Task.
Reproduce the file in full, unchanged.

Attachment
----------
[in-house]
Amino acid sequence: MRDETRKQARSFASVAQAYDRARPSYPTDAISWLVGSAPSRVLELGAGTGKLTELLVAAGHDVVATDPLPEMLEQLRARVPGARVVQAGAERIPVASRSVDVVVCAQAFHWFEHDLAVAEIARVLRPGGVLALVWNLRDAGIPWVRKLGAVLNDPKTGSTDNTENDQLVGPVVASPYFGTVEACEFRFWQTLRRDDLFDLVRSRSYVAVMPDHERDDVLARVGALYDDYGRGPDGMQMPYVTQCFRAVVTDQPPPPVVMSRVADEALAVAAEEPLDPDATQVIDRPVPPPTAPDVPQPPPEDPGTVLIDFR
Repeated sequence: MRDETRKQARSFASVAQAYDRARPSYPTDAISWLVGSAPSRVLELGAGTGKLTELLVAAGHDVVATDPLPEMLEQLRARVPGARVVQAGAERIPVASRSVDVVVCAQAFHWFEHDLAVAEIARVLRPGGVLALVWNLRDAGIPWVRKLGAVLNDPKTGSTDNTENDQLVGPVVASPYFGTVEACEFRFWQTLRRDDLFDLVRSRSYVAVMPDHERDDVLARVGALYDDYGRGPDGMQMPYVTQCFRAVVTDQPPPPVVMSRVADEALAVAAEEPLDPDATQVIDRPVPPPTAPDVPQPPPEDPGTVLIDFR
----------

[in-house]
Amino acid sequence: MRDETRKQARSFASVAQAYDRARPSYPTDAISWLVGSAPSRVLELGAGTGKLTELLVAAGHDVVATDPLPEMLEQLRARVPGARVVQAGAERIPVASRSVDVVVCAQAFHWFEHDLAVAEIARVLRPGGVLALVWNLRDAGIPWVRKLGAVLNDPKTGSTDNTENDQLVGPVVASPYFGTVEACEFRFWQTLRRDDLFDLVRSRSYVAVMPDHERDDVLARVGALYDDYGRGPDGMQMPYVTQCFRAVVTDQPPPPVVMSRVADEALAVAAEEPLDPDATQVIDRPVPPPTAPDVPQPPPEDPGTVLIDFR
Repeated sequence: MRDETRKQARSFASVAQAYDRARPSYPTDAISWLVGSAPSRVLELGAGTGKLTELLVAAGHDVVATDPLPEMLEQLRARVPGARVVQAGAERIPVASRSVDVVVCAQAFHWFEHDLAVAEIARVLRPGGVLALVWNLRDAGIPWVRKLGAVLNDPKTGSTDNTENDQLVGPVVASPYFGTVEACEFRFWQTLRRDDLFDLVRSRSYVAVMPDHERDDVLARVGALYDDYGRGPDGMQMPYVTQCFRAVVTDQPPPPVVMSRVADEALAVAAEEPLDPDATQVIDRPVPPPTAPDVPQPPPEDPGTVLIDFR